Tuition Hike at Ross Leaves Some Parents Wondering


By Marianna Levine


Earlier this month, an email went out to all Ross School families announcing an increase in tuition of approximately 25 percent, a sum that shocked some parents and has many questioning their commitment — or their ability — to send their kids to the private school. However the letter also assured parents that the school was committed to retaining as many students as possible.

The March 4 email said tuition for the 2009-2010 academic year for the lower school would be $26,000, and increase from about $20,100, Middle School would be $28,500, up from 22,500, and the Upper School will be $30,000, up from $25,000.

Michele Claeys, Ross’s Head of School, explained, “For years we’ve charged a tuition lower than the value of the education we provide, and it has always been a part of the Board of Trustees’ strategic plan to increase tuition annually.” She added, “ because of the current economy we put the flexible tuition assistance plan (FTAP) in place to help our families.”

The new plan is meant to reflect sudden losses of income that many families may have recently incurred. Laura Bauer of Sag Harbor, a Ross class representative explains, “FTAP is different from a regular financial aid form, which takes note of all your assets. The flexible tuition plan looks more at sudden changes in income – liquid assets.”

In order for a family to join the flexible tuition program they must submit their financial information online to Tuition Aid Data Services (TADS) and they  recommend a tuition amount based on that information.

Linley Whelan of Sag Harbor, the parent of a current high school junior, whose three other children graduated from Ross said, “The letter was a complete shock, and I was quite angry. It said we were having a meeting about this the next night. It didn’t give anyone time to think about it.” Several families concurred, saying they were blind-sided by the size of the tuition increase, and in some cases felt betrayed that the school didn’t prepare them for it.

“I understand the school is in a very tough spot, but I wish they talked to the parents about it first,” Whelan continued, noting that the educated and accomplished Ross school parents are an under-utilized resource.

However, most families, despite their initial shock are very committed to the school. Franz von Walderdorff, who has one child at the Ross Upper School and one at Pierson High School commented, “The tuition increase is difficult for parents but understandable for the school. When compared with the schools in the city it is still more reasonable. Those who can afford it will have to help those that can’t.”

Another parent, Susy Kramer, with a child in middle school added, “They do have a unique curriculum, and it is making a difference in my child’s education. I understand they have to close their budget gap.”

Bauer, who moved to the East End specifically for the school, explained, “it’s a developmental stage for the school. I understand it has to happen for the school to be sustainable and independent. It’s just tough timing.”

Other parents don’t feel like they have another viable option for their kids, either because their children are happy at the school or because they are not satisfied with their public school.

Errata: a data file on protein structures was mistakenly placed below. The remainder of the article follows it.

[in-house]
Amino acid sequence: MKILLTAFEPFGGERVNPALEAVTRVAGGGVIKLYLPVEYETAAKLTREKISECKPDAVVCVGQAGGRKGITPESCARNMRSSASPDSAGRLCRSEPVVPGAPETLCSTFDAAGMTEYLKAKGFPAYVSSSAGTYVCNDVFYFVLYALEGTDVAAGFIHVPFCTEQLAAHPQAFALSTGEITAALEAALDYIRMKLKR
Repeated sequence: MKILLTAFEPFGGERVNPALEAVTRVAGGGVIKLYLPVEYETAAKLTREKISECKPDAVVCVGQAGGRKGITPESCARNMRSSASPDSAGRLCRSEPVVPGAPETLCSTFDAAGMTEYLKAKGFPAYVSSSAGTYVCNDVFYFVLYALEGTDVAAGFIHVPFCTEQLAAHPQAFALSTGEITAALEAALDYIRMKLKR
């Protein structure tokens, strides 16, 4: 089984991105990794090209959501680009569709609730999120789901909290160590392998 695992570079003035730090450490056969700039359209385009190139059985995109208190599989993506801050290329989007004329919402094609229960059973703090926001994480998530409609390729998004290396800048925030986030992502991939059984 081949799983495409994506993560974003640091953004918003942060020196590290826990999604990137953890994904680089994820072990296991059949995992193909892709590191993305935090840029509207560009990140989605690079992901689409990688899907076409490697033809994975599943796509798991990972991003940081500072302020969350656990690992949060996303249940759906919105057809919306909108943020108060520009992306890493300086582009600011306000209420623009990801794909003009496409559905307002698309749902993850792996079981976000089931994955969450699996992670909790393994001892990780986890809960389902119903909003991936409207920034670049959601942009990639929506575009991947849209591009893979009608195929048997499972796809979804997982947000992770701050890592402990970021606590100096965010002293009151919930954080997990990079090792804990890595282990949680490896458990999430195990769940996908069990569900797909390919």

“Fifty percent of the decisions we are making now are emotional. You think about your child’s social circle which is so important to them, and that may justify the expense,” stated a parent, who didn’t want to be named since they are still deciding were to place their child.

“If you have a student going into their senior year, its really a tough time to move them to a different school,” Whelan notes, and adds, “The kids are the collateral damage from all this, and people are worried about the repercussions for their children.”

In order to insure every family understands the new flexible tuition program the school has held several meetings and workshops over the past two weeks. Also the administration has made themselves available to meet with families individually according to Claeys. Additionally, the Board of Trustees will hold a meeting with families on March 20 in response to requests for further information on the tuition increase and the school’s financial sustainability.

 “They say they are very committed to having every family currently enrolled stay,” Bauer said. It was her opinion that as many as 65 percent of families currently in the school would qualify for aid under the flexible tuition plan.

Laurie Gordon, who has children in the second and fifth grades, explained “We’ve been at Ross for six years and we’ve never applied for financial aid before. It is my understanding (the administration) will work with us.” 

The school has encouraged everyone to fill out these financial forms. Yet some parents demure at having to do this, not wanting to expose their financial situation, and stating they live in a small community and feel uncertain about who will see this information. However the school has hired a new agency, Tuition Aid Data Services (TADS), to evaluate all applications. The March 4 email stresses that the financial process will be “highly confidential.”

In the end the Ross School Community seems to rally around the school and its programs. Claeys notes the teachers have agreed to a pay freeze, and also mentions this year’s annual appeal has already surpassed all others, even though it is only March.

Whelan reflects, “I’m less angry now. I’m still not over-joyed but I want to make sure the school survives and thrives.”

It remains to be seen how the school will be affected once parents know the exact amount of their tuition assistance.